Seasonal advice from the dismal science, Part 2 of 3

Gift-giving advice today…

Do not buy gifts for nieces, nephews or grandchildren. Send money if you must, but other gifts will be spectacularly incompetent. Using questionnaires, the Joel Waldfogel famously revealed (in an article entitled ‘The Deadweight Loss of Christmas’ – JSTOR) that the typical $50 gift is valued at between $35 and $43 by the ungrateful recipient, but that gifts from grandparents, aunts and uncles were even less welcome. If you are content to spend $50 to provide $35 worth of pleasure to your distant relatives, then next time please use me as your middleman.

It’s the thought that counts. His detractors rarely admit this, but Professor Waldfogel explicitly asked his subjects not to consider sentimental value. Sentimental value might indeed outweigh the waste of a poorly-chosen tie, but the cheaper the tie the more likely that is to happen. A $50 tie valued at $40 by the recipient is still a good gift if it also creates $15 worth of warm fuzzy feelings. But think how much better it would be to give a $5 tie valued at $4, which still created the same $15 of fuzzy feelings: this is a much more efficient way to produce a smile.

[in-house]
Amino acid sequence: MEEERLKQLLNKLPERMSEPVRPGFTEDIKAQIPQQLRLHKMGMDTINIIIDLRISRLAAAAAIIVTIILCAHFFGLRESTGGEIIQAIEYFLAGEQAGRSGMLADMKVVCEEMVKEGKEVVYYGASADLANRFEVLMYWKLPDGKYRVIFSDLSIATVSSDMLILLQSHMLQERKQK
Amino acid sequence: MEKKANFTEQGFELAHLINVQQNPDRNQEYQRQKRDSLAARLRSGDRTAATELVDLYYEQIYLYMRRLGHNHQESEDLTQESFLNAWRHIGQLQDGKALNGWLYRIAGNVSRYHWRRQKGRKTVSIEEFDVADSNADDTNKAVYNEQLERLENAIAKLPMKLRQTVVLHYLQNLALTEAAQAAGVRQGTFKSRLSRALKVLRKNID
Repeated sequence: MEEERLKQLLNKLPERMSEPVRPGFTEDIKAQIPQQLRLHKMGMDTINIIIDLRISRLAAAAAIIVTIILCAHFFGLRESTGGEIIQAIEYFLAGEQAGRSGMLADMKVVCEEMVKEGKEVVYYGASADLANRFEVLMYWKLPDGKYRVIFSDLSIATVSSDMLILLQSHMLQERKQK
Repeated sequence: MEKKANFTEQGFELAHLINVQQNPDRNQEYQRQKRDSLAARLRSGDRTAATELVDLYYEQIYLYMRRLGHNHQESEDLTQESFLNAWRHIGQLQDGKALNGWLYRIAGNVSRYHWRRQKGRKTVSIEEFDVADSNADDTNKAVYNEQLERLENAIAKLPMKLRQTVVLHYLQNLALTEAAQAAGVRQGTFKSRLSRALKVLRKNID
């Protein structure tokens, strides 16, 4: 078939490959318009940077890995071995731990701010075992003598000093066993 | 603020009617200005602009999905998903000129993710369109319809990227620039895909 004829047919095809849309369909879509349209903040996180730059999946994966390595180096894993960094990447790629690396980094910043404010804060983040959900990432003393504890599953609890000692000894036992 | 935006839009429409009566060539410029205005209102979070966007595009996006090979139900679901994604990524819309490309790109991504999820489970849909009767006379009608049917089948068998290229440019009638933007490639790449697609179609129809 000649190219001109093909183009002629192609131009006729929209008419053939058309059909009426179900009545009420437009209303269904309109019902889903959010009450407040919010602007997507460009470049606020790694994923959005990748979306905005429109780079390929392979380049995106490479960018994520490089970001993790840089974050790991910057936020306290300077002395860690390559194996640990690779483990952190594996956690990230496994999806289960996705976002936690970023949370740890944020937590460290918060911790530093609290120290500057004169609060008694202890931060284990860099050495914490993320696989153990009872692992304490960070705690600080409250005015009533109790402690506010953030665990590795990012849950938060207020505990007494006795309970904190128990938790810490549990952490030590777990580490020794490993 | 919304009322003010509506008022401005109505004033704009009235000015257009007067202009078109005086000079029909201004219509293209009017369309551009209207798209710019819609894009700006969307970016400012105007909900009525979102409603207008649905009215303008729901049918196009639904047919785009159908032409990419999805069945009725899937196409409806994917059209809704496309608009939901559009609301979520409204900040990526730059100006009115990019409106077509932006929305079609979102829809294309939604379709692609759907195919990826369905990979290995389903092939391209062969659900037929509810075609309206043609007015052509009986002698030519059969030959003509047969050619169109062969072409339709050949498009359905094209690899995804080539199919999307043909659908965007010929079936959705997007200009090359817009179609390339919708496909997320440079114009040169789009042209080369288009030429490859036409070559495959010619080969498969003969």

Actually, maybe it’s better if you don’t give anything at all. Steven Landsburg reminds us that one of Christmas’s greatest philanthropists was Scrooge. His miserly refusal to eat a Christmas turkey, year after year, meant one more turkey that someone else could afford. His capacious bank account meant that money was available to lend out to entrepreneurs and kept interest rates low. There’s nothing wrong with spending money if you’re going to enjoy it, but if it’s going to be frittered away on chintz then you couldn’t ask for a better role-model than Scrooge.

Tomorrow: making those New Year resolutions stick, surviving the sales, and why Alan Greenspan should replace that soft fool Santa Claus.